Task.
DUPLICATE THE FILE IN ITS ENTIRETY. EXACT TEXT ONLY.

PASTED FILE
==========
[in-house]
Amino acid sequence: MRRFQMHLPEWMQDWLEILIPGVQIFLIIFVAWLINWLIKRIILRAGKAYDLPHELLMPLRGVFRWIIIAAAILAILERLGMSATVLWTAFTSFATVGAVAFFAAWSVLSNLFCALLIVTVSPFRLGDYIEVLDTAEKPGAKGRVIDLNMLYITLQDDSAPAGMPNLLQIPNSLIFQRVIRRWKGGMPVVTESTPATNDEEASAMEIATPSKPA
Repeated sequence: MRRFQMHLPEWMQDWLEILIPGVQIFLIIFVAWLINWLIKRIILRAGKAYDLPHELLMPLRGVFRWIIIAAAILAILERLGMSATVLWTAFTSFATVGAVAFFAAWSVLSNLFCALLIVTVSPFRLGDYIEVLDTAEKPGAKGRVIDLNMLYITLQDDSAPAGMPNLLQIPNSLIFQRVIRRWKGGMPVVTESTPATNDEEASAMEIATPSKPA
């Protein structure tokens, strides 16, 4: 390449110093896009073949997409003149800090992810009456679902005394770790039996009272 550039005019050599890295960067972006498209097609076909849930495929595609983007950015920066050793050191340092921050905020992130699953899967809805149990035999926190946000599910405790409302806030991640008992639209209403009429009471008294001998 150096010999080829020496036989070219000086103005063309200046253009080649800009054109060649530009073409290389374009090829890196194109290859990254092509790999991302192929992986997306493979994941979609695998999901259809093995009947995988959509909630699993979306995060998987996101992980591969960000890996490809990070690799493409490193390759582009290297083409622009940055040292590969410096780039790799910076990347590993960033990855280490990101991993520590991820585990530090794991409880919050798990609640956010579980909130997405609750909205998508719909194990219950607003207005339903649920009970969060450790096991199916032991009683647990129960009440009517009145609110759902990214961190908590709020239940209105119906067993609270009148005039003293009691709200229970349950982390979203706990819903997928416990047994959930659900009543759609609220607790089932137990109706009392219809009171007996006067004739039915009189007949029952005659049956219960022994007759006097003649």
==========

[in-house]
Amino acid sequence: MRRFQMHLPEWMQDWLEILIPGVQIFLIIFVAWLINWLIKRIILRAGKAYDLPHELLMPLRGVFRWIIIAAAILAILERLGMSATVLWTAFTSFATVGAVAFFAAWSVLSNLFCALLIVTVSPFRLGDYIEVLDTAEKPGAKGRVIDLNMLYITLQDDSAPAGMPNLLQIPNSLIFQRVIRRWKGGMPVVTESTPATNDEEASAMEIATPSKPA
Repeated sequence: MRRFQMHLPEWMQDWLEILIPGVQIFLIIFVAWLINWLIKRIILRAGKAYDLPHELLMPLRGVFRWIIIAAAILAILERLGMSATVLWTAFTSFATVGAVAFFAAWSVLSNLFCALLIVTVSPFRLGDYIEVLDTAEKPGAKGRVIDLNMLYITLQDDSAPAGMPNLLQIPNSLIFQRVIRRWKGGMPVVTESTPATNDEEASAMEIATPSKPA
């Protein structure tokens, strides 16, 4: 390449110093896009073949997409003149800090992810009456679902005394770790039996009272 550039005019050599890295960067972006498209097609076909849930495929595609983007950015920066050793050191340092921050905020992130699953899967809805149990035999926190946000599910405790409302806030991640008992639209209403009429009471008294001998 150096010999080829020496036989070219000086103005063309200046253009080649800009054109060649530009073409290389374009090829890196194109290859990254092509790999991302192929992986997306493979994941979609695998999901259809093995009947995988959509909630699993979306995060998987996101992980591969960000890996490809990070690799493409490193390759582009290297083409622009940055040292590969410096780039790799910076990347590993960033990855280490990101991993520590991820585990530090794991409880919050798990609640956010579980909130997405609750909205998508719909194990219950607003207005339903649920009970969060450790096991199916032991009683647990129960009440009517009145609110759902990214961190908590709020239940209105119906067993609270009148005039003293009691709200229970349950982390979203706990819903997928416990047994959930659900009543759609609220607790089932137990109706009392219809009171007996006067004739039915009189007949029952005659049956219960022994007759006097003649």